Lastly, stakeholders need to be engaged from the beginning. Generally, it is good practice for all stakeholders to participate at all stages in policy development, review and implementation. Stakeholders include internal stakeholders (staff, volunteers and board members of your own organization) and external stakeholders (organizations and individuals who might have an interest in proposed policy objectives and how they are delivered in practice). With regard to male involvement, external stakeholders should include women’s rights organizations and youth organizations, but possibly others as well. Involving stakeholders in the policy development or review processes will help to ensure that policies reflect multiple perspectives, not just those of the policy originators, and will generate a sense of ownership among those who will be involved in implementation. The process of engaging stakeholders should be properly planned, with clear objectives and named responsibilities, a timetabled action plan, training for staff who will lead the consultation and clear explanations of the issues and process for those being consulted. Stakeholders should ideally be involved in the design of the evaluation approach, not only in performance monitoring or data collection.

Stakeholder Mapping

Source: International Planned Parenthood Federation (IPPF) and MenEngage. 2010. Men-streaming in sexual and reproductive health and HIV: A toolkit for policy development and advocacy. London: IPPF, Module E, p. 21.

The above suggestions can be used as part of a process to build support for change, but they will not be sufficient on their own. Building commitment is a continuous process and requires consistent efforts. Organizations may need to focus on this issue and pull from other resources with regard to engaging with stakeholders and building relationships and commitment for change. Note that the assessment (next step) phase will also contribute to this process of building support.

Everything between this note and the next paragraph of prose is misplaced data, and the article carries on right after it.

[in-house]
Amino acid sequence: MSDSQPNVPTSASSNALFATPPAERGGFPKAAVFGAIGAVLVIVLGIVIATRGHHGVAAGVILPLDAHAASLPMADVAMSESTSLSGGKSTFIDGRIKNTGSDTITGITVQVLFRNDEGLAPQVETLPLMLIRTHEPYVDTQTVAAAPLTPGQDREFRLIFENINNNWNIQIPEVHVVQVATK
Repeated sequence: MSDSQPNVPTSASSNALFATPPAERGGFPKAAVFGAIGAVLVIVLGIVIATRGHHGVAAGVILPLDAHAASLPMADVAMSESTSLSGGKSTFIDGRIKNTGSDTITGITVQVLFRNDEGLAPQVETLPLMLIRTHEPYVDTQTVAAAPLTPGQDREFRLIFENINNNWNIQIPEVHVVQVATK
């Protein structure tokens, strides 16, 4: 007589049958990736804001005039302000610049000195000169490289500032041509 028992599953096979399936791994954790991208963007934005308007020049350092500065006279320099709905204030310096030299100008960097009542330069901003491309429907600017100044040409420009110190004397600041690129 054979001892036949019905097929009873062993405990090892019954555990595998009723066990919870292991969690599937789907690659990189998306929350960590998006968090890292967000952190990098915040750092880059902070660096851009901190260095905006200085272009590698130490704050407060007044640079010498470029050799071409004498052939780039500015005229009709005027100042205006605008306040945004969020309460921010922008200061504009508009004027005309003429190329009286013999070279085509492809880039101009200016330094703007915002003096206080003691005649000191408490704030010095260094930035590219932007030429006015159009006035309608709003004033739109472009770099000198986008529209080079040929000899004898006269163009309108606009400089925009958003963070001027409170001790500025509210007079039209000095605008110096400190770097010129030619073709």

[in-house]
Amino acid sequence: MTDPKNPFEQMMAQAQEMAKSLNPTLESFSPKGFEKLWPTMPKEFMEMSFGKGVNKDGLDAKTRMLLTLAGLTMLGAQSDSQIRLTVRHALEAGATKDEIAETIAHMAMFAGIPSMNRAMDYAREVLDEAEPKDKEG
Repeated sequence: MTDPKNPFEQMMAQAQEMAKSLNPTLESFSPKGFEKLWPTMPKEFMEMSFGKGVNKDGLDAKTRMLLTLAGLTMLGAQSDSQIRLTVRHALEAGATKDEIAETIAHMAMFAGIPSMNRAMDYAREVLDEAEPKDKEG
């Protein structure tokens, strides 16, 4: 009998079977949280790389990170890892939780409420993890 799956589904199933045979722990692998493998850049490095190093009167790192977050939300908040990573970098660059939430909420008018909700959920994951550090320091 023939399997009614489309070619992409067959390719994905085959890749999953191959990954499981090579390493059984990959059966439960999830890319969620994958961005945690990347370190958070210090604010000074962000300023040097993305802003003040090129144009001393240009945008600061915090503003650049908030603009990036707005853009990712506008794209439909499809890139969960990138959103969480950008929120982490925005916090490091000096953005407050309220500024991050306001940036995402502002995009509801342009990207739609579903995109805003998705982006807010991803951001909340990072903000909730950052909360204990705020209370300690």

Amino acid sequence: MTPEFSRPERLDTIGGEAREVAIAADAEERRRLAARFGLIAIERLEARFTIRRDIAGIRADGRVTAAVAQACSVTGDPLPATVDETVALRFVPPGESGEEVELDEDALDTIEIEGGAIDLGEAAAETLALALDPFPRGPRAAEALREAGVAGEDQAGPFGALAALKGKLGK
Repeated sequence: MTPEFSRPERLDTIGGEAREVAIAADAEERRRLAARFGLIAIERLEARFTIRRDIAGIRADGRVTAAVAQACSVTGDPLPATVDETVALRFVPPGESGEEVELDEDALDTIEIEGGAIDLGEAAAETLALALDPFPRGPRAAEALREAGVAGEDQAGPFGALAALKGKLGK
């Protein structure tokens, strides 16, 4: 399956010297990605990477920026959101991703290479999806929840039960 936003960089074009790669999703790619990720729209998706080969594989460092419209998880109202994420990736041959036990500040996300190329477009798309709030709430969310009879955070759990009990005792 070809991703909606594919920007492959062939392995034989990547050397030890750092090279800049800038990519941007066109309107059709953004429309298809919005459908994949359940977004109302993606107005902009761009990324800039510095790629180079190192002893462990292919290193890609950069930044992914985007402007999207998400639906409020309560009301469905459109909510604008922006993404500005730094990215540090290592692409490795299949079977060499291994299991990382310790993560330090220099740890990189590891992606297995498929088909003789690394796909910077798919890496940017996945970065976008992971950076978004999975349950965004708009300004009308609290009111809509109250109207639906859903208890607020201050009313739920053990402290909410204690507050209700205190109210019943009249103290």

For more information, please see the following RESOURCES

C) Assessing the Needs for Male Engagement in SRHR Programmes

The final decision to involve men in programming should only be taken after an assessment to understand gender barriers and norms, which can hinder or support involvement of men in SRHR. This includes reflecting on the possible consequences and benefits of involving men in SRHR and confirming whether involving men in a specific family planning programme or centre is appropriate at the specific moment. The assessment phase can consist of qualitative or quantitative research into gender norms among men and women and how they impact contraceptive utilization, access to SRHR information and services, and discussion and decision-making around SRHR. It could include reviewing recent studies or literature on gender and SRHR in the programme area (or if not available in similar contexts), assessing clinics to determine how friendly their services are to women and men, assessing staff and provider knowledge, attitudes and skills, and determining the level of commitment within a service for working with men in a gender-equitable framework.